Yeah, things have been basically silent around here thanks to post-work brain fryage and a general lack of things to say. Really, everyone else around the blogosphere seems to be covering things satisfactorily. However, I have been idly working on a new project over the past few weeks, namely a total rewrite and redesign of my format-ignorant feed filtering and munging kit dubbed FeedMagick.
You can find a demo installation of FeedMagick2 here and find it ready for checkout from SVN over here. It's basically just a step away from being a proof of concept, but I'm hoping to get around to fleshing out docs and battening down the hatches with tests. In any case, if my serial enthusiasm holds out, this thing could eventually subsume everything else I've done with feeds.
For now, peek at some of these highlights:
- Master Personal Feed - One big feed blended from 10 other personal metadata feeds pulled from various Web-2.0-ish sites.
- Feed to JSON via Magpie - Get feed data parsed by way of Magpie into JSON data structures
- Flickr Favorites Feed - Feed of photos marked as favorites by a Flickr user, pulled via the API
- jbox.com scraper - Pipeline composed of HTML Tidy and XSL to scrape jbox.com to build an RSS feed of new items for sale.
Beyond practical examples, there are some things under the hood that seem keen to me. Apropos of my pipes-via-web ramblings back in February, I'm trying out a few different approaches to pipelining feed content through processor modules. My original FeedMagick relied on feeding URLs to URLs as parameters. That, unfortunately, can be mighty cumbersome and inefficient. So, FeedMagick2 explores a few more approaches:
The first and obvious approach is to chain them together in a single script. So, I've got objects instances that pass content from one to the next. The thing is, the pipe works in reverse: The driver script asks the last module in the pipe for content, which then asks the one before it for content, and so on. At any point along the way, modules can cache the output of previous modules, and refrain from calling up the chain.
The second way to chain pipelines together is just like the first FeedMagick: Some pipelines start with fetching a URL. That can be an original feed, or a URL leading to the output of an antecedent pipeline. And, oh yeah, most pipelines are run via parameterized URLs, so there's that bit of handy recursion.
The third way to chain pipelines together is with HTTP POST: A pipeline can accept feed data via the request body of an HTTP POST, thus allowing antecedent pipelines (or even cURL scripts) to push data into the pipeline rather than getting pulled via URL. This is kind of like my years-old jiggery pokery with pipelines via XML-RPC, only much much simpler.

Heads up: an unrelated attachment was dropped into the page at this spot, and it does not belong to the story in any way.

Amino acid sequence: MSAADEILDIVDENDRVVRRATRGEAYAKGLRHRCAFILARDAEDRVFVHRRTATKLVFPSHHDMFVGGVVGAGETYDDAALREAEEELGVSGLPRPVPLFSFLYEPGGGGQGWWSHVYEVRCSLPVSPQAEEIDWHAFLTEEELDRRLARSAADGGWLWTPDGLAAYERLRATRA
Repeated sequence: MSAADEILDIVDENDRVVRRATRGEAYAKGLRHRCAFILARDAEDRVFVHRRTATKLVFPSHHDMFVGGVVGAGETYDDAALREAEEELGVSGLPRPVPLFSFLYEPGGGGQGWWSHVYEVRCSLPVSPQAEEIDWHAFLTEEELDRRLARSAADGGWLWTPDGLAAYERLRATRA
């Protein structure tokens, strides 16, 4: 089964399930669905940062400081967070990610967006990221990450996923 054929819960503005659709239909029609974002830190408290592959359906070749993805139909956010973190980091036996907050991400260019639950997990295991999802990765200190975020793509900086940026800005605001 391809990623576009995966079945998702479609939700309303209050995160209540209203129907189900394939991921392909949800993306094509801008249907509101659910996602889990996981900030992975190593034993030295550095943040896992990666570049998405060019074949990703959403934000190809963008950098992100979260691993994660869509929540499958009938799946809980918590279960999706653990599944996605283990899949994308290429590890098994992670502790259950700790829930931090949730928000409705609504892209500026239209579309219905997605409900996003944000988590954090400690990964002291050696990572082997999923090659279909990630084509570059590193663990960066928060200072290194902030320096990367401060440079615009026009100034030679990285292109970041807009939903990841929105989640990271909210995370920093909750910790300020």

I'm also poking around at making all of the above available at the command line via PHP-CLI, and I'm having gratuitous fun exploring PEAR to roll my own stripped-down web framework. I still hate PHP, but I'm at least finding ways to entertain myself while I'm holding my nose. Of course, I find weird things entertaining.
And, as a side note, the only reason I'm using PHP is because I'd like to play around with the idea of the de facto WordPress installation requirements standard. That is: If you can run WordPress, you can run this. In reality, I don't think I'm there, but I'm hoping to get close. For one, I'm refusing to play with anything older than PHP 5.
Anyway, play with it, tell me what you think and give me a reason to keep hacking at it. :)
Aw man, now I've got to port all the code you wrote while you were here over to this new hotness ;) I really like (and appreciate) the single script approach.
Is caching at a module level done automatically, or is that something I need to flag in my original call? Some installs of the original code base are now aggregating large sections of a pool of around 400 feeds, and eeking out even minor performances gains would be just lovely.
@jamesv: Take a look at the source to this big-ish pipeline, all the way at the end:
You can basically slap a Cacher module at the tail-end or even middle of a long string of modules, and it'll cache the results of everything before it. I've got a cache lifetime set in the conf/config.php, and you can also set the lifetime in the Cacher parameters. There can multiple Cacher's per pipeline too.
This thing might not quite yet be even as stable / in working order as the original FeedMagick, but it might be worth poking at for you. :)
That must be nice.
And curse you, this looks interesting, now I've got to find time to look at it.
addendum to README:Installation
cp conf/config.php-dist conf/config.php chmod a+w logs - RewriteBase /~lorchard/FeedMagick2 + RewriteBase /FeedMagick2
@jm3: Ah! Good catch. I really need to eventually installer-ify that kind of stuff.
Yesterday my host upgraded to php5 so I ran over to your svn dump and installed feedmagick2. After editing the $baseurl and rewritebase i tested it and it worked like a charm, so I took a nap. Upon waking I was gonna go play with it and see what hacks I could get going with it but something was fubar. Warning: fopen(/home/megalar/www/html/feedmagick/logs/feedmagick2-debug-20070805.log) [function.fopen]: failed to open stream: Permission denied in /usr/share/php/Log/file.php on line 216 are the errors I get as you can see @ my site. If it hadn't worked to begin with I would think module problems on my server. To my knowledge, and my host's knowledge, nothing has changed since the upgrade so I'm wondering if it is some sort of bug or a server problem that waited a few hours to reveal itself. The latter doesn't really make much sense to me but I can't rule it out since I'm not r00t on the box and am not 100% certain my host didn't bork something while I slept.